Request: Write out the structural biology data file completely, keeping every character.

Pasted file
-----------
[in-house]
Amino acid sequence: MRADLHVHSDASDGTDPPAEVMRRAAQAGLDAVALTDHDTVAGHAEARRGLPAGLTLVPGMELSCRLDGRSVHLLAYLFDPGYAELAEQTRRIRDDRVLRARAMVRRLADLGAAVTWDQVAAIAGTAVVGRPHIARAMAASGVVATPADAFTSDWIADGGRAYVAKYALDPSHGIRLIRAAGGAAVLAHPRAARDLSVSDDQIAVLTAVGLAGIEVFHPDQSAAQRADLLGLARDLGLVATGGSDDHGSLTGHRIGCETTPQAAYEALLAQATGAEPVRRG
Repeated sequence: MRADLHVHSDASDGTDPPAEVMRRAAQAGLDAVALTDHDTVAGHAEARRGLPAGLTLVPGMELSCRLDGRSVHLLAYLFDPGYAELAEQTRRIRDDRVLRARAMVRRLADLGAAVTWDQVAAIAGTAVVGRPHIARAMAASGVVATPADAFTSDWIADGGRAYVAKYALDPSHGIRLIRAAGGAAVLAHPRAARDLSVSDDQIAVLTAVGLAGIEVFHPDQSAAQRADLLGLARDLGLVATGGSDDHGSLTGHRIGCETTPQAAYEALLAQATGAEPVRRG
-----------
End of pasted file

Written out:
[in-house]
Amino acid sequence: MRADLHVHSDASDGTDPPAEVMRRAAQAGLDAVALTDHDTVAGHAEARRGLPAGLTLVPGMELSCRLDGRSVHLLAYLFDPGYAELAEQTRRIRDDRVLRARAMVRRLADLGAAVTWDQVAAIAGTAVVGRPHIARAMAASGVVATPADAFTSDWIADGGRAYVAKYALDPSHGIRLIRAAGGAAVLAHPRAARDLSVSDDQIAVLTAVGLAGIEVFHPDQSAAQRADLLGLARDLGLVATGGSDDHGSLTGHRIGCETTPQAAYEALLAQATGAEPVRRG
Repeated sequence: MRADLHVHSDASDGTDPPAEVMRRAAQAGLDAVALTDHDTVAGHAEARRGLPAGLTLVPGMELSCRLDGRSVHLLAYLFDPGYAELAEQTRRIRDDRVLRARAMVRRLADLGAAVTWDQVAAIAGTAVVGRPHIARAMAASGVVATPADAFTSDWIADGGRAYVAKYALDPSHGIRLIRAAGGAAVLAHPRAARDLSVSDDQIAVLTAVGLAGIEVFHPDQSAAQRADLLGLARDLGLVATGGSDDHGSLTGHRIGCETTPQAAYEALLAQATGAEPVRRG